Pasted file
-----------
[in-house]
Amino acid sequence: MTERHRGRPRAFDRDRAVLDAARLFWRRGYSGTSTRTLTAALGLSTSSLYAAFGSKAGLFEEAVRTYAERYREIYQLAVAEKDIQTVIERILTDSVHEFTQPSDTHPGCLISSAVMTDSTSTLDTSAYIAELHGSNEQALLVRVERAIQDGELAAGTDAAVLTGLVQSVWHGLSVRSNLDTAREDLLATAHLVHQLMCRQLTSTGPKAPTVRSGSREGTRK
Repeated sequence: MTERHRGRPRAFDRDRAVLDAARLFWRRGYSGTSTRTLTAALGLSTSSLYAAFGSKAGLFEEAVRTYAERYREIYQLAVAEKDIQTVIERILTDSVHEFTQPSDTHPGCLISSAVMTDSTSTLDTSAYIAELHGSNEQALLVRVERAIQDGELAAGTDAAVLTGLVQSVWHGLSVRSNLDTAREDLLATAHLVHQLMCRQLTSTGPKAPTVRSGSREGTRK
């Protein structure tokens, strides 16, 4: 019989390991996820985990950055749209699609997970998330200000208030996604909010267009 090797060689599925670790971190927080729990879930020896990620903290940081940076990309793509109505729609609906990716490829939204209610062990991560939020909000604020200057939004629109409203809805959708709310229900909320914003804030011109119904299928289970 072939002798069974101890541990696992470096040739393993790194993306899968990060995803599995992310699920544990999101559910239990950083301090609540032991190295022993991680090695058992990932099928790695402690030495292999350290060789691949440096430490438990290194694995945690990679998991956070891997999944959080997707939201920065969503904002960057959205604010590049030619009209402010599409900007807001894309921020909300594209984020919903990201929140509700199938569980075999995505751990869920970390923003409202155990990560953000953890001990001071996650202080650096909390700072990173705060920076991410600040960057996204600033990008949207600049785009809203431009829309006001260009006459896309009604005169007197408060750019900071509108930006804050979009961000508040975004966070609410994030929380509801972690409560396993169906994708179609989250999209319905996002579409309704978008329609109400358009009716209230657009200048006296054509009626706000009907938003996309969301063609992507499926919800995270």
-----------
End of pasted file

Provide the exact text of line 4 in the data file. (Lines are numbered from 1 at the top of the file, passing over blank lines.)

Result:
């Protein structure tokens, strides 16, 4: 019989390991996820985990950055749209699609997970998330200000208030996604909010267009 090797060689599925670790971190927080729990879930020896990620903290940081940076990309793509109505729609609906990716490829939204209610062990991560939020909000604020200057939004629109409203809805959708709310229900909320914003804030011109119904299928289970 072939002798069974101890541990696992470096040739393993790194993306899968990060995803599995992310699920544990999101559910239990950083301090609540032991190295022993991680090695058992990932099928790695402690030495292999350290060789691949440096430490438990290194694995945690990679998991956070891997999944959080997707939201920065969503904002960057959205604010590049030619009209402010599409900007807001894309921020909300594209984020919903990201929140509700199938569980075999995505751990869920970390923003409202155990990560953000953890001990001071996650202080650096909390700072990173705060920076991410600040960057996204600033990008949207600049785009809203431009829309006001260009006459896309009604005169007197408060750019900071509108930006804050979009961000508040975004966070609410994030929380509801972690409560396993169906994708179609989250999209319905996002579409309704978008329609109400358009009716209230657009200048006296054509009626706000009907938003996309969301063609992507499926919800995270």